The anatomy of Human Brain Astrocytes

Posted by Jessica Beak on June 20th, 2018

RFP-Human brain astrocytes are also known as astroglia. They are the star-shaped glial cells that reside in the spinal cord and brain of a human being. They are cells that are more in numbers and perform many tasks. These tasks include support of the cells that embraces the blood-brain barrier and also the maintenance of extracellular ion balance. It supplies the essential nutrients to the nerve tissues and works effectively in the scarring and post-traumatic repairing processes. It is also known to perform the signalling tasks.


Functionalities of Astrocytes in the nervous system

The RFP-Human brainastrocytes outnumber neurons 50:1 and play a very active role in the nervous system. The previous ideology about the astrocytes says that they are nothing more than filler cells. The astrocytes serve for the maintenance, repairing and the support of the nervous tissues that are more than responsible for maintaining the plasticity of the nervous system. It also modulates the synaptic transmission by creating and releasing the glutamate. According to the recent research, the astrocytes communicate with the neurons by releasing the transmitters which are known as gliotransmitters.

Astrocytes control the neuronal circuits by properly regulating the overall formation and the maintenance of the synapses. These synaptic signals rely on the molecules which are secreted by the astrocytes. Astrocytes respond to the CNS during an injury through a process which is called reactive astrogliosis.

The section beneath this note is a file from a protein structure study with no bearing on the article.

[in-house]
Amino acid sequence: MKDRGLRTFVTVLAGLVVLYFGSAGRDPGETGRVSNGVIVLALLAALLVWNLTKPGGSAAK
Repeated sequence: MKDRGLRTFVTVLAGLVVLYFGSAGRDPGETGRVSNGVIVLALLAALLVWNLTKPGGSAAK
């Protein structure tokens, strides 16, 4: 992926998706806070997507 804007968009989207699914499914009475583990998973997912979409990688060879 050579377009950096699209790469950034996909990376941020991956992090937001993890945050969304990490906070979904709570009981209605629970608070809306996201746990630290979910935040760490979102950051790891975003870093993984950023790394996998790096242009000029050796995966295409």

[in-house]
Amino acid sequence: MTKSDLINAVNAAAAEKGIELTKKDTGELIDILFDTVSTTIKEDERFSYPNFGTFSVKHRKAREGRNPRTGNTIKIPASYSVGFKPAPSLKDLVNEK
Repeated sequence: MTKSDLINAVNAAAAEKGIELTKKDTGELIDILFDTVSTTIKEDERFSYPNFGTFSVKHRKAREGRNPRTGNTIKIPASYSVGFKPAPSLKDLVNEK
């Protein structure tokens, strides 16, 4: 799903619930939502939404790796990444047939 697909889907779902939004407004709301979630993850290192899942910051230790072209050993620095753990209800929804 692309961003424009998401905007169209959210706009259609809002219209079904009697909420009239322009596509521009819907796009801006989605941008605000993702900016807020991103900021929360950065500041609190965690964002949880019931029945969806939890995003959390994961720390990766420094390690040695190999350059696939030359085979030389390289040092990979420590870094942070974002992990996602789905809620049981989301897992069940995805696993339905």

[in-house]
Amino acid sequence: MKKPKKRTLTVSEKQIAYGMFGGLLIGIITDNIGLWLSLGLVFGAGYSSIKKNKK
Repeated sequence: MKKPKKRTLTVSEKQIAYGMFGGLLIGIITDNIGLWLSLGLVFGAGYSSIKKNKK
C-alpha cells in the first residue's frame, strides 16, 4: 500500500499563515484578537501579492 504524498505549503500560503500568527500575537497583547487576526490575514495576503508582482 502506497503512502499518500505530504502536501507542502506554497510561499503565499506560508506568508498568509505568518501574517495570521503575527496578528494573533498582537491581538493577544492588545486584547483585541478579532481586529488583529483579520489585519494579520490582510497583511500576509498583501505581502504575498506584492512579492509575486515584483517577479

Types of astrocytes

There are three types of RFP-Human brain astrocytes in the CNS.

  • Fibrous astroglia- This astroglia is commonly found in the white matter of the brain. They have a very few organelles and a long and lengthy process.
  • Radial Astrocytes- These astrocytes exist at the intersection area of the pia mater and the grey matter. The pia mater is the innermost layer of the membranes which surrounds the spinal cord and the brain. The radial glia is also present in the vertebrate eye. These cells are bipolar and have an ovoid body and an elongated process. These cells are the prime cells that develop from the neural progenitors and forms the scaffold structures that help in the neuron migration phase.
  • Protoplasmic glia- This glia has organelles in a huge number which is quite relative to the fibrous cells. They are short and are usually found in the grey matter.

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Jessica Beak

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Jessica Beak
Joined: May 17th, 2017
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